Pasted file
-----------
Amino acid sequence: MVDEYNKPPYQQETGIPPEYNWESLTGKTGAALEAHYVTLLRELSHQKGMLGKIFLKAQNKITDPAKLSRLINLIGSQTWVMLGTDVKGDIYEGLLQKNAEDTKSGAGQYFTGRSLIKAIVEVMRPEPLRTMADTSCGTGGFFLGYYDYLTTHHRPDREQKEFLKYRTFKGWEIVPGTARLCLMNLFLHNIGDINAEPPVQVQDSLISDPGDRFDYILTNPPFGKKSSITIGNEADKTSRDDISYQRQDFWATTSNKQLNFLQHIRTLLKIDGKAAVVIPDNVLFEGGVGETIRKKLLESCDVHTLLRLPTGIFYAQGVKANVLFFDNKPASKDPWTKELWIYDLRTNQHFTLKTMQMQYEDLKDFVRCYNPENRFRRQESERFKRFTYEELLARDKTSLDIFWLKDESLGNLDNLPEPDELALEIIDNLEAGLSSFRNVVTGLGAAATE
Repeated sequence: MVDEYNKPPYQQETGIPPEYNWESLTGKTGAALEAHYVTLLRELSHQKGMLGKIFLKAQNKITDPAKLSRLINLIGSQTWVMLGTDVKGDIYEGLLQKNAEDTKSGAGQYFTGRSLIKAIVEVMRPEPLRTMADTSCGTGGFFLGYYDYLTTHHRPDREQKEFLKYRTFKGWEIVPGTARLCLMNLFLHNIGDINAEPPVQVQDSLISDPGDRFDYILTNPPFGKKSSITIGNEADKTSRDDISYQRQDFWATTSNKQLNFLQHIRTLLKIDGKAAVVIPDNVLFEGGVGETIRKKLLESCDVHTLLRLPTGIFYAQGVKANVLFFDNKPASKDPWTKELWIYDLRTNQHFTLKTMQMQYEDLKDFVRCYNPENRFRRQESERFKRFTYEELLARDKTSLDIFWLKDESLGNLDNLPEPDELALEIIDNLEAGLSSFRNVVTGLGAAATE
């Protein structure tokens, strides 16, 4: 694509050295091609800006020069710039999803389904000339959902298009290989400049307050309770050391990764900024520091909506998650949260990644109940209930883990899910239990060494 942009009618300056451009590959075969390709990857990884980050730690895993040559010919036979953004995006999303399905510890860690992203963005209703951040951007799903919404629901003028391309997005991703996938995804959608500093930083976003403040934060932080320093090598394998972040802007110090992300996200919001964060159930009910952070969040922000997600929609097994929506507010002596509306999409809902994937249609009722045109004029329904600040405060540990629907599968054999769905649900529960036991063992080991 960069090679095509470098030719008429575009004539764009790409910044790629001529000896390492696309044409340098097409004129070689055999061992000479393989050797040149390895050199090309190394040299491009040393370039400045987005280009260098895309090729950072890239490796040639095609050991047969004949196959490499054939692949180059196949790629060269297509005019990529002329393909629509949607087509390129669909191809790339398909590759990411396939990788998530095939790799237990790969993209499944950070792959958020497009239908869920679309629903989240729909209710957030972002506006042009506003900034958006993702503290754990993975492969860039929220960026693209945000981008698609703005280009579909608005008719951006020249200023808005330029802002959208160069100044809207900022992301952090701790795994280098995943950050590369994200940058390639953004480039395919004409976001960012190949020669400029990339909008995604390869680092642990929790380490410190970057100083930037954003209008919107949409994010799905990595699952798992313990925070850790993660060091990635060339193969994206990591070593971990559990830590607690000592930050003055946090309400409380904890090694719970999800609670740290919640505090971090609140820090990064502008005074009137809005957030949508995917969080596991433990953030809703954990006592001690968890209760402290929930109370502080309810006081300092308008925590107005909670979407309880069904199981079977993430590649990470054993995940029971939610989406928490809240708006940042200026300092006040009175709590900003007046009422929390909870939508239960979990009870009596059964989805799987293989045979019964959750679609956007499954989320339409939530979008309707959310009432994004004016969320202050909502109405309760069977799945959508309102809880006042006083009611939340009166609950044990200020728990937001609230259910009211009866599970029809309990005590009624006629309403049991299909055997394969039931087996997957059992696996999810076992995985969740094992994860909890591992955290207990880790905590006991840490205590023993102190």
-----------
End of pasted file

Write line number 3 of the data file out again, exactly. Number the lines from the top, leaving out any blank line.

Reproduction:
């Protein structure tokens, strides 16, 4: 694509050295091609800006020069710039999803389904000339959902298009290989400049307050309770050391990764900024520091909506998650949260990644109940209930883990899910239990060494 942009009618300056451009590959075969390709990857990884980050730690895993040559010919036979953004995006999303399905510890860690992203963005209703951040951007799903919404629901003028391309997005991703996938995804959608500093930083976003403040934060932080320093090598394998972040802007110090992300996200919001964060159930009910952070969040922000997600929609097994929506507010002596509306999409809902994937249609009722045109004029329904600040405060540990629907599968054999769905649900529960036991063992080991 960069090679095509470098030719008429575009004539764009790409910044790629001529000896390492696309044409340098097409004129070689055999061992000479393989050797040149390895050199090309190394040299491009040393370039400045987005280009260098895309090729950072890239490796040639095609050991047969004949196959490499054939692949180059196949790629060269297509005019990529002329393909629509949607087509390129669909191809790339398909590759990411396939990788998530095939790799237990790969993209499944950070792959958020497009239908869920679309629903989240729909209710957030972002506006042009506003900034958006993702503290754990993975492969860039929220960026693209945000981008698609703005280009579909608005008719951006020249200023808005330029802002959208160069100044809207900022992301952090701790795994280098995943950050590369994200940058390639953004480039395919004409976001960012190949020669400029990339909008995604390869680092642990929790380490410190970057100083930037954003209008919107949409994010799905990595699952798992313990925070850790993660060091990635060339193969994206990591070593971990559990830590607690000592930050003055946090309400409380904890090694719970999800609670740290919640505090971090609140820090990064502008005074009137809005957030949508995917969080596991433990953030809703954990006592001690968890209760402290929930109370502080309810006081300092308008925590107005909670979407309880069904199981079977993430590649990470054993995940029971939610989406928490809240708006940042200026300092006040009175709590900003007046009422929390909870939508239960979990009870009596059964989805799987293989045979019964959750679609956007499954989320339409939530979008309707959310009432994004004016969320202050909502109405309760069977799945959508309102809880006042006083009611939340009166609950044990200020728990937001609230259910009211009866599970029809309990005590009624006629309403049991299909055997394969039931087996997957059992696996999810076992995985969740094992994860909890591992955290207990880790905590006991840490205590023993102190």